Wednesday, August 20, 2014

Sufferin' Succotash

Ever give it much thought when Sylvester blurted out that phrase whenever he didn't get his way?

There has been so much written about Succotash and, as in genealogy, there is a lot of half truths. While many "authorities" say that Succotash comes from the Algonquin misckquatash, I don't believe that to be the case. See my article on corn at

In the meantime, Succotash is a great, original American Indian dish that our fore-families have enjoyed for centuries. This dish is made mostly during the Holiday times of year, which is not understood by me. It was eaten at all times of the year, whether it was when the corn was ripe to eat or in the middle of winter when they had to use their dried corn and beans.

Although fava and lima beans were the original beans used for this dish, I have substituted Great Northern, only because my kids won't touch either one of the other two. Clabbard, or Clapboard, beans were used during the 18th and 19th centuries more often than not as well.

I have also used a variety of vegetables in this Yankee staple too, but have omitted any protein, although the Indians and colonists used whatever meat or fish they had on hand. Succotash is great by itself as a side dish or as a base for meat or fish. It is as tasty as it is colorful.

Enjoy these three recipes that highlight our heritage and simplicity as well as being the original colony of comfort foods, the New England colony.

Creamy New England Succotash

Without going into a long spiel about the beginnings of Succotash and variations over the years, I will simply tell you this is probably as good of a true Yankee dish as you are going to enjoy. True Succotash used chicken, pork or whatever protein the family had and cooked it with beans, corn and onion. They would then add some milk to the pot and let it get a little thick before serving it to their family. I have added some more vegetables but have kept the true recipe intact. I think you will enjoy this trip back in time, with a modern approach.

3 strips bacon, diced
1 small summer squash, diced*
1 small zucchini, diced
1/2 cup red bell pepper, minced
1/4 cup minced onion
2 cups milk
1/2 cup sour cream
1 1/2 cups whole kernel corn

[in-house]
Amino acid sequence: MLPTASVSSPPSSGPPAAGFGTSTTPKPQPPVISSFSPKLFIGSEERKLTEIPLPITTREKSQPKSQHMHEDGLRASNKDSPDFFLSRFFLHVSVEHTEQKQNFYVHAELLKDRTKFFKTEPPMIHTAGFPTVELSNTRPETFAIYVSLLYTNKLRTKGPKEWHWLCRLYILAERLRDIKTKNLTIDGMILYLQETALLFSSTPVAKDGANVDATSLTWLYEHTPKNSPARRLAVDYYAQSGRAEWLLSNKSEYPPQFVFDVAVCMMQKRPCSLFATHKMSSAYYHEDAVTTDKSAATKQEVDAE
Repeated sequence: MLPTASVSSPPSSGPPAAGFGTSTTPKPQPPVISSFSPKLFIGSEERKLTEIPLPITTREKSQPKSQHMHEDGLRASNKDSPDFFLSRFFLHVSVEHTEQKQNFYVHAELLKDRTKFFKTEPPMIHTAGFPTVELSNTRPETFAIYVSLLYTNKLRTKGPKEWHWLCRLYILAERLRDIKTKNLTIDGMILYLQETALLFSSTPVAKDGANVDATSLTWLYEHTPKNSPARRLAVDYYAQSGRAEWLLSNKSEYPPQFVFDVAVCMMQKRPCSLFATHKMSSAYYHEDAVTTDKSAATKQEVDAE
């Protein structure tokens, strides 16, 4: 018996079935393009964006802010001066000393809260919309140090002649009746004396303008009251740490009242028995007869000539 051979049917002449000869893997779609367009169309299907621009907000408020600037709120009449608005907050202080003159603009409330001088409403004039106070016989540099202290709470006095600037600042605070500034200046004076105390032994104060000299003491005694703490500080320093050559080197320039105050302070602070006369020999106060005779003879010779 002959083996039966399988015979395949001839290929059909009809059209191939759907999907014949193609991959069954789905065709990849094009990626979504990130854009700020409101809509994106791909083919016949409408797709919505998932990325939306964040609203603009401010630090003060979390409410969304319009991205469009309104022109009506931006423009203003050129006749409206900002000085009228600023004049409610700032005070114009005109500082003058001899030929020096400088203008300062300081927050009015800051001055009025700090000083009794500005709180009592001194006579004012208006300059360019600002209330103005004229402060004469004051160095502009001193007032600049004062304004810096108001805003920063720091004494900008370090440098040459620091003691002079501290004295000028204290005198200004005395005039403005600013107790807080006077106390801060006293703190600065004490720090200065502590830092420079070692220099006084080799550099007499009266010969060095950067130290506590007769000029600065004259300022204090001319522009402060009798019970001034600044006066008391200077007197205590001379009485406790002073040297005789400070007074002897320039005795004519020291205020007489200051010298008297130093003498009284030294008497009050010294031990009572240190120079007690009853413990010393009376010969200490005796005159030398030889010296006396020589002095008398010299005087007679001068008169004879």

1 cup cooked navy beans
Salt and pepper to taste

In a large skillet or pot, cook bacon over medium heat until crispy. Leaving the bacon and fat in the pan, add the squash, zucchini, bell pepper and onion. Stirring occasionally, cook until vegetables are crisp tender. In a bowl, whisk together the milk and sour cream until well incorporated; set aside.

Add the corn, beans and milk mixture and salt and pepper to taste. continue cooking, stirring occasionally still, until everything is heated through and most of the liquid has been absorbed, another 5-7 minutes.

*or use zucchini or a combination of each

Cheesy Succotash Grill

Want a great and filling grilled cheese sandwich that is truly filling? Here it is, and using Succotash ingredients gives you the satisfaction of protein without the fat. As you know, Succotash has been around for centuries here in New England and many moons before us Europeans coming over. This is, yet again, one of the true, great food gifts bestowed upon us from the Native Americans.

2 small pita breads

Pumpkin Mayonnaise, recipe below
Nonstick cooking spray
1 cup shredded Pepperjack cheese
1 cup whole kernel corn
1/2 small diced tomato
1/4 cup diced onion
1/2 cup cooked great northern beans*
1/2 cup diced, cooked chicken


With a sharp knife, insert it into the pita bread and cut around it to form two thin halves. Repeat with other pita. In a small bowl, mix 1/4 cup mayonnaise with 2 tablespoons pumpkin, 1/2 teaspoon chili powder, 1/4 teaspoon cumin, 1/4 teaspoon salt and black pepper; mix well; set aside. Spray the outer outer half of two pitas and place in a large skillet over medium-low heat. Spread some Pumpkin Mayonnaise and top with equal amounts of half the cheese, corn, tomato, onion, beans and chicken. Sprinkle remainder of the cheese over both and top with the other halves of the pita, with more Pumpkin Mayonnaise spread over each. Cook, flattening down with a spatula, until it is starting to crisp. Carefully flip over to finish crisping on the other side. Remove and enjoy.

*Lima, fava, kidney or cooked pinto beans would be equally delicious

Tempting Jagasse

Not many people know, or even heard, of Jagasse. In the early 1800s, fishermen along the Massachusetts coast were also farmers in their 'non-fishing' time. Of course their families had their fill of fish in meals and this dish gave them a subtle hint of the ocean while enjoying the bounty of the garden as well. They used whole fish in their Jagasse, but just the hint of the ocean is all that is needed in this delicious, original Yankee recipe derived from Succotash.

2 strips bacon, diced
1 cup fish broth or clam juice
1/2 small summer squash, diced*
1/2 small zucchini, diced
1 cup whole kernel corn
1/2 cup red bell pepper, minced
1/4 cup minced onion
1 cup cooked navy beans
2 cups cooked rice
1(15-ounce) can tomato sauce
1 teaspoon garlic powder
1 teaspoon onion powder
1/2 teaspoon red pepper flakes
Salt and black pepper to taste


In a large pot, add the bacon and cook until crispy over medium heat. With the bacon and fat still in pot, add the fish broth. Boil for 3 minutes before adding the squash, zucchini, corn, red bell pepper and onion. Stirring occasionally, cook until the vegetables are just barely tender. Add beans, rice, tomato sauce, garlic and onion powders, red pepper and salt and pepper to taste. Stir to combine and continue cooking until everything is heated through.


Enough for 4 side dishes


1 comment:

Anonymous said...

Delicious Chef. And I have never heard of Jagasse but am going to try it. Thanks and keep 'em coming